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Who Gets the Top Jobs? The Role of Family Background and Networks in Recent Graduates’ Access to High-status Professions

Published online by Cambridge University Press:  13 October 2014

LINDSEY MACMILLAN
Affiliation:
Department of Quantitative Social Science, Institute of Education, London email: l.macmillan@ioe.ac.uk
CLAIRE TYLER
Affiliation:
Department of Quantitative Social Science, Institute of Education, London email: ctyler@ioe.ac.uk
ANNA VIGNOLES
Affiliation:
Faculty of Education, University of Cambridge email: av404@cam.ac.uk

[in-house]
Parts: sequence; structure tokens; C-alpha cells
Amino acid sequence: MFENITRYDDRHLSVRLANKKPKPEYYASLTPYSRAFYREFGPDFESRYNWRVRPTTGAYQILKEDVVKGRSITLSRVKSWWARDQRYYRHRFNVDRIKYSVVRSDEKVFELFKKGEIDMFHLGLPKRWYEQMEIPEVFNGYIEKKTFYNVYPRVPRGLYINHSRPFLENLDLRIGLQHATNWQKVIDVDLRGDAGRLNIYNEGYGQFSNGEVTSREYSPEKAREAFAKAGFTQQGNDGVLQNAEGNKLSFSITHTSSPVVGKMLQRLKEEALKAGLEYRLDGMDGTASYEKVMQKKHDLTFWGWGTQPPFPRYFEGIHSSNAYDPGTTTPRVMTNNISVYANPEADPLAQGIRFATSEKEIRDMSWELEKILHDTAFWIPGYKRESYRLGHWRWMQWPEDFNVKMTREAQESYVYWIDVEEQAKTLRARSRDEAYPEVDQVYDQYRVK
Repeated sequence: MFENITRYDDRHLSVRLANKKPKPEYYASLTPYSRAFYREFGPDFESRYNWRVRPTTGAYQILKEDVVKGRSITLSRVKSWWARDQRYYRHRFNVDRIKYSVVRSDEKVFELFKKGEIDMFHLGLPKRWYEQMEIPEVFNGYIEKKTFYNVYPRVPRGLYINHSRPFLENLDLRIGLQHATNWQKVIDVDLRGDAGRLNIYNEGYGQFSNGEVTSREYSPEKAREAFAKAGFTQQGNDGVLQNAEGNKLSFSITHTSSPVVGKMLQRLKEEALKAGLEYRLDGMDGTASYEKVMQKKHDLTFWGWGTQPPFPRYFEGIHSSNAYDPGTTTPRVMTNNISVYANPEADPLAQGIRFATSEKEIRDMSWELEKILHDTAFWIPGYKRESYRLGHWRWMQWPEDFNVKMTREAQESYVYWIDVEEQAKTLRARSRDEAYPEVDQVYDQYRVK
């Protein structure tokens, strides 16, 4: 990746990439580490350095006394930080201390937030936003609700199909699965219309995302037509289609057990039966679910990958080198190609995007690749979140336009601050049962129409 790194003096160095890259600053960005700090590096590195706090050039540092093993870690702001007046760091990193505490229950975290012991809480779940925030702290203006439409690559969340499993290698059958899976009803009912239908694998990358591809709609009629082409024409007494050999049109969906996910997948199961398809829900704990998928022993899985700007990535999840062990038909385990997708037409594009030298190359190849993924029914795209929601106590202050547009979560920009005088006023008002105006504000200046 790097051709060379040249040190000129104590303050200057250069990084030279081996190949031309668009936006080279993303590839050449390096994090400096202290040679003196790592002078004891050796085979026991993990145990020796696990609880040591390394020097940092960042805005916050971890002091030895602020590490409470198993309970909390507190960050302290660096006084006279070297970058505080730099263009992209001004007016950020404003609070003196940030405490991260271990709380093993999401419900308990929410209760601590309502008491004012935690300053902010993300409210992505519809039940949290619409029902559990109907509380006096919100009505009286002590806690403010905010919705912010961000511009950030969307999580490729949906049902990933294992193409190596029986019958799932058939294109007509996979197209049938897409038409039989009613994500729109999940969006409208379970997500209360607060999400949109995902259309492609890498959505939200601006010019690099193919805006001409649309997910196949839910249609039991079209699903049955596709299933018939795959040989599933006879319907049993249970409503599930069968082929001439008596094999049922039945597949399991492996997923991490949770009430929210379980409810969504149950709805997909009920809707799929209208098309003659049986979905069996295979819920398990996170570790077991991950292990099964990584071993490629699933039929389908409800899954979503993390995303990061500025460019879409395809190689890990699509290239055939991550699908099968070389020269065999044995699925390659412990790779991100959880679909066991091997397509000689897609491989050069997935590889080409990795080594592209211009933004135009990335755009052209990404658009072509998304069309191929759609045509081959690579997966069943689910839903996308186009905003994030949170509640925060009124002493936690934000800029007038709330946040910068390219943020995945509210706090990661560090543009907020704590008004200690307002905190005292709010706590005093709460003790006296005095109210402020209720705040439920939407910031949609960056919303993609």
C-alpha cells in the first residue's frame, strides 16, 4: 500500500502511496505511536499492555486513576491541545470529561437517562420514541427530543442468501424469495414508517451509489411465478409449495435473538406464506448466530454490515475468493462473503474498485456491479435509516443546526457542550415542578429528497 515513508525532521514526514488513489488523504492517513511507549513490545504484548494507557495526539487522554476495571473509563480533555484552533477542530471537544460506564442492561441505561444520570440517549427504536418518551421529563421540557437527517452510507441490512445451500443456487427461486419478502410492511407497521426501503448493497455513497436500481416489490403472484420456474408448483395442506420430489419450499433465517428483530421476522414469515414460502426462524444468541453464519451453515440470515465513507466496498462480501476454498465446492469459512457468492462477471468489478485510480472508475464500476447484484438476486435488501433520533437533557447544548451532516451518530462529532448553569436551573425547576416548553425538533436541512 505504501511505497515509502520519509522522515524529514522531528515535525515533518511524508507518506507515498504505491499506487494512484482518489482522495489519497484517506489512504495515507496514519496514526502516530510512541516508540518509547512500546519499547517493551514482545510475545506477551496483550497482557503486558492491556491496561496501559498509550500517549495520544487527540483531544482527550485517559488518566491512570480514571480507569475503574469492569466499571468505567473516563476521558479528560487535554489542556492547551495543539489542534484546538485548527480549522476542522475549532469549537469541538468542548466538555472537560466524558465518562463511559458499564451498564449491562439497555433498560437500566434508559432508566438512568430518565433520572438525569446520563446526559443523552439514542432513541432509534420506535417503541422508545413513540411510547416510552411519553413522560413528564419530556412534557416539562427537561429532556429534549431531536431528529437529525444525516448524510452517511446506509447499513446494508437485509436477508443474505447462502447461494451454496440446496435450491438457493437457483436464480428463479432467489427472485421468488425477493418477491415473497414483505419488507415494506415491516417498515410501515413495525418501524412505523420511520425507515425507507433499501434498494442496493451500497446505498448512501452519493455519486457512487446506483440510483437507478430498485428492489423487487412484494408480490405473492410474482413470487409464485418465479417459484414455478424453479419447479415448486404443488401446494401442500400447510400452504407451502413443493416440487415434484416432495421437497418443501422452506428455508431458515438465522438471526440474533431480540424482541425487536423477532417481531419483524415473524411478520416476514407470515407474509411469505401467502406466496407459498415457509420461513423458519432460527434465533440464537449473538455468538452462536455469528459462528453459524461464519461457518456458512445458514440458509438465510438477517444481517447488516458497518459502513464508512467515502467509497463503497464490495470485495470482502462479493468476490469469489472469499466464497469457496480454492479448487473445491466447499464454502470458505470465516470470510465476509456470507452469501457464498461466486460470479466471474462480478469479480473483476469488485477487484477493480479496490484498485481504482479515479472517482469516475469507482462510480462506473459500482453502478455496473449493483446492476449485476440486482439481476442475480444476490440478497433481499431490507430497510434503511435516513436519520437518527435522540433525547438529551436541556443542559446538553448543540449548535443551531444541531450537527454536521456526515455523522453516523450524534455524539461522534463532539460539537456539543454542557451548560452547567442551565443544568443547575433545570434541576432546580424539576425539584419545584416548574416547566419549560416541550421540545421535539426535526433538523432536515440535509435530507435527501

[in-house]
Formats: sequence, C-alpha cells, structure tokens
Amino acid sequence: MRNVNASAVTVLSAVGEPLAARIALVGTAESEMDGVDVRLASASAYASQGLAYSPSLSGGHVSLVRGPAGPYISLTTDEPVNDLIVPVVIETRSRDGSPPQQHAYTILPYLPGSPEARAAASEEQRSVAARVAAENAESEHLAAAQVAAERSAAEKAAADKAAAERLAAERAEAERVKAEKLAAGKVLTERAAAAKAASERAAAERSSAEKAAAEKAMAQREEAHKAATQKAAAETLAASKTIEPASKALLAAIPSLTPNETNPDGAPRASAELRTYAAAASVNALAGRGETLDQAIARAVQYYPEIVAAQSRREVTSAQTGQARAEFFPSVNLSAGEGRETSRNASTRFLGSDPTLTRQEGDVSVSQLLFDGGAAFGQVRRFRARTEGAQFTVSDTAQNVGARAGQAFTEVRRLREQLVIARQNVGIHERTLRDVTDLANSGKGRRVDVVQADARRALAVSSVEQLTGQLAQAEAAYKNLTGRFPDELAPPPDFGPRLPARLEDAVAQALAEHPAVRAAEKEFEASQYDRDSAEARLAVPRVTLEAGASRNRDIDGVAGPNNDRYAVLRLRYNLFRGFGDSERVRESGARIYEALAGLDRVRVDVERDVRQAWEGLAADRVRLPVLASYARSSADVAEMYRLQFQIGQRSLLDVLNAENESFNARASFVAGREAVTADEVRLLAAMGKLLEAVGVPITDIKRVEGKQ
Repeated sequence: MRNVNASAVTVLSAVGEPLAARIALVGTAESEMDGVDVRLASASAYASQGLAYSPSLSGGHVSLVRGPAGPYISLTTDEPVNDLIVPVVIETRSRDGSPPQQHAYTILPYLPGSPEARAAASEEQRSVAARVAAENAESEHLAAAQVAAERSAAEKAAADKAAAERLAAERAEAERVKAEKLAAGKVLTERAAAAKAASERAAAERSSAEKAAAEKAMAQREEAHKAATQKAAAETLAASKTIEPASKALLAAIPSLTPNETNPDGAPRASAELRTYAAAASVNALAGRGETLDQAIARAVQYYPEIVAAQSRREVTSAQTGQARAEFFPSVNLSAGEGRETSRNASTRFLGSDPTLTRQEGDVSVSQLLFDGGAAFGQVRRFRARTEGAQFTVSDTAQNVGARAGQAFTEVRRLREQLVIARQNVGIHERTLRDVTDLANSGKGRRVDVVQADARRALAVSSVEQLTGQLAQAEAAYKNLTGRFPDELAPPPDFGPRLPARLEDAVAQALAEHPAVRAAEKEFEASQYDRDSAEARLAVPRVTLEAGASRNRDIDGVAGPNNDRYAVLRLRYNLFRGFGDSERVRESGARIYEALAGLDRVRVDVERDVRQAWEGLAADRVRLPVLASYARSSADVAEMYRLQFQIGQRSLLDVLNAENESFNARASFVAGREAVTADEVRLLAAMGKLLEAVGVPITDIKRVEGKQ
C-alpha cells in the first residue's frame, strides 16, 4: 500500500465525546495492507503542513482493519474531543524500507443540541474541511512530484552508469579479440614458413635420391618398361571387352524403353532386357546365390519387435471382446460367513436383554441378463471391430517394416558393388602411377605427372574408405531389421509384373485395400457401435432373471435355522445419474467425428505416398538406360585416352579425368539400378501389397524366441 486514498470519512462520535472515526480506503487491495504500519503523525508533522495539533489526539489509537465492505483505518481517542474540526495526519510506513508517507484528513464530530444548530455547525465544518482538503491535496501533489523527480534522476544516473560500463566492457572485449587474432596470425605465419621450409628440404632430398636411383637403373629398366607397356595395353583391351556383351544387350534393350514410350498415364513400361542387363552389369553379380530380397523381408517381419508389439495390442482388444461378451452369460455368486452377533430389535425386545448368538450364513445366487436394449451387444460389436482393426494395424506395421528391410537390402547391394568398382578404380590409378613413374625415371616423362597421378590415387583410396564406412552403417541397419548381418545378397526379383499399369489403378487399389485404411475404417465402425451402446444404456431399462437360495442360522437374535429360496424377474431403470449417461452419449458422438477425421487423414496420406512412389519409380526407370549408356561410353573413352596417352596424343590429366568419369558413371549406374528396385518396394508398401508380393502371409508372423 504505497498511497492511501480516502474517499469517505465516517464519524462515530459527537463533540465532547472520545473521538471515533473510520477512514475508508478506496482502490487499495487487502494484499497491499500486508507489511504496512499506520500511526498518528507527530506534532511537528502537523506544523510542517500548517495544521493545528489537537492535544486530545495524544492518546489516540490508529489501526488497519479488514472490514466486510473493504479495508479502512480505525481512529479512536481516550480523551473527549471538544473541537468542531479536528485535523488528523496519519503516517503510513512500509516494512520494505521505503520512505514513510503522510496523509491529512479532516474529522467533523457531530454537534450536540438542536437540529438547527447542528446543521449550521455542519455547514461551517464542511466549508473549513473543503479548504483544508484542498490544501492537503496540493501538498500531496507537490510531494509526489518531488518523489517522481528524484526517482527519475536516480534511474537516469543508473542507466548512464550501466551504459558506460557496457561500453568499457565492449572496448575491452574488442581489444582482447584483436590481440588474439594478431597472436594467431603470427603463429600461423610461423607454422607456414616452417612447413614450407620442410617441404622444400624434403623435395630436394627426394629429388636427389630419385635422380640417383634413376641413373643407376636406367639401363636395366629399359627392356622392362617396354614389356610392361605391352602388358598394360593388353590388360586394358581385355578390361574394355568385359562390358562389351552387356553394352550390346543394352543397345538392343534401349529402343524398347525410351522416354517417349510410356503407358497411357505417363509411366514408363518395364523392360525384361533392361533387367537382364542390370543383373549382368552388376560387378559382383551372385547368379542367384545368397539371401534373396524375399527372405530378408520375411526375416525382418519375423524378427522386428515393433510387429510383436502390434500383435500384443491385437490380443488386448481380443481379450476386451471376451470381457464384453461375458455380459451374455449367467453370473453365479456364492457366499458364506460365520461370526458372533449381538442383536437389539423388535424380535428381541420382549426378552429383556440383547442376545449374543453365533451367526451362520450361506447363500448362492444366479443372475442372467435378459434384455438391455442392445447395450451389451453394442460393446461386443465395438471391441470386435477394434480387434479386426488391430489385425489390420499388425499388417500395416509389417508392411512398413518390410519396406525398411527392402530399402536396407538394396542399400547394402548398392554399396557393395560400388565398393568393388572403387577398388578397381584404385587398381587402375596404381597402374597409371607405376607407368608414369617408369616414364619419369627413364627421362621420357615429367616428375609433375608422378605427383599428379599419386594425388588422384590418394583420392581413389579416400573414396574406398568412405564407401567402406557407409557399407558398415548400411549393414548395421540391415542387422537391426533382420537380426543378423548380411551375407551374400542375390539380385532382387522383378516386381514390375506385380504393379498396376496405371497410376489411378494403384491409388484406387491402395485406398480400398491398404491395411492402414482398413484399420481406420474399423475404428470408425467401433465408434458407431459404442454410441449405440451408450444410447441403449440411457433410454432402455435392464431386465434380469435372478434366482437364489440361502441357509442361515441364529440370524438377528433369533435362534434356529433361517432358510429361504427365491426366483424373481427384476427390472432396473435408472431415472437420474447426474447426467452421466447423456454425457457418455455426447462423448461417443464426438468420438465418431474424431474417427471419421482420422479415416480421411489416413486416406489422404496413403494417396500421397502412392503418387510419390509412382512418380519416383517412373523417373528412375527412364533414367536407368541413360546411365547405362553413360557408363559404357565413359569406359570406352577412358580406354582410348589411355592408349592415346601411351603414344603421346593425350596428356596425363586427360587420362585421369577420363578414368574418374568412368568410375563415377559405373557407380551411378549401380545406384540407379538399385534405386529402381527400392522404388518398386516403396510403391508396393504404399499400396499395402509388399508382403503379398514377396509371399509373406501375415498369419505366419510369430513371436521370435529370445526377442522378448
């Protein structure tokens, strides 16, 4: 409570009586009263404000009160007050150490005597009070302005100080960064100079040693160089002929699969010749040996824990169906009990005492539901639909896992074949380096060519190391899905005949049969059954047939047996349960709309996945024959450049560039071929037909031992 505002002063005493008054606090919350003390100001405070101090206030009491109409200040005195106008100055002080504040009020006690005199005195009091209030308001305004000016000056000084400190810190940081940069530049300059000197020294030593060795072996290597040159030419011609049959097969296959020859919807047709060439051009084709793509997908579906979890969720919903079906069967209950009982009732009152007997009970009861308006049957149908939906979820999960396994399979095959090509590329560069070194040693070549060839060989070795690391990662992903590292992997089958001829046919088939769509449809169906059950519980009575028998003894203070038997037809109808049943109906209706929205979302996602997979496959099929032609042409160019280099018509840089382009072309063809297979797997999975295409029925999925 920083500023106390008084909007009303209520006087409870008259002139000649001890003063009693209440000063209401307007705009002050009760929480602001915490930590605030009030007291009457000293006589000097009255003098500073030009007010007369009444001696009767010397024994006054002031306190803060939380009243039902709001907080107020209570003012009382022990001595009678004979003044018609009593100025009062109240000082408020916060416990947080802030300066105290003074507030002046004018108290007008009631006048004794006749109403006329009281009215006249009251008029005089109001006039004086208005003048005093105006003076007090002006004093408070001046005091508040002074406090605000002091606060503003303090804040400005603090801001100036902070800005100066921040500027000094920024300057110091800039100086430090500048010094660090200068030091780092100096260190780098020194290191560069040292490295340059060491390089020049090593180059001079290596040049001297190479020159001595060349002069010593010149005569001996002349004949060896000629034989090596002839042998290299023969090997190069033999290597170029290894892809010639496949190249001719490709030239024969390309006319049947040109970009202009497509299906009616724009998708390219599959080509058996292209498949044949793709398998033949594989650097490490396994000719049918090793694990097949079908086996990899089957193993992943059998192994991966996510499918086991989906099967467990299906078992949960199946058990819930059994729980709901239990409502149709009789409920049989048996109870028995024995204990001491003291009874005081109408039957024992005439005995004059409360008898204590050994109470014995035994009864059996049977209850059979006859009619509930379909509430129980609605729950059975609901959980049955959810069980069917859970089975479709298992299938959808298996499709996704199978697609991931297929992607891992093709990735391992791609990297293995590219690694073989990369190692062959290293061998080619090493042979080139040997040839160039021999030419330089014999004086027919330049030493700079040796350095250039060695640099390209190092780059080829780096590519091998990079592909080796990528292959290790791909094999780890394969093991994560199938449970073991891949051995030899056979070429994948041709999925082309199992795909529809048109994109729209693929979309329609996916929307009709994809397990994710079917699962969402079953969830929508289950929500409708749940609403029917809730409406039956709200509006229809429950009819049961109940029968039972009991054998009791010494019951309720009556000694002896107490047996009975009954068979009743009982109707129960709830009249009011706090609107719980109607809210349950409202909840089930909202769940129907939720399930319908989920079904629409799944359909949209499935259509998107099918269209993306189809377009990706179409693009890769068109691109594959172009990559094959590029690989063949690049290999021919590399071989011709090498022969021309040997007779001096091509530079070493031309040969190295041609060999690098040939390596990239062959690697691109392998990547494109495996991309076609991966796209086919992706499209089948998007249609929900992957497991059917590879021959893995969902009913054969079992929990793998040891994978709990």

Abstract

There is currently debate in policy circles about access to ‘the upper echelons of power’ (Sir John Major, ex Prime Minister, 2013). This research explores the relationship between family background and early access to top occupations. We find that privately educated graduates are a third more likely to enter into high-status occupations than state educated graduates from similarly affluent families and neighbourhoods, largely due to differences in educational attainment and university selection. We find that although the use of networks cannot account for the private school advantage, they provide an additional advantage and this varies by the type of top occupation that the graduate enters.

Type
Articles
Copyright
Copyright © Cambridge University Press 2014 

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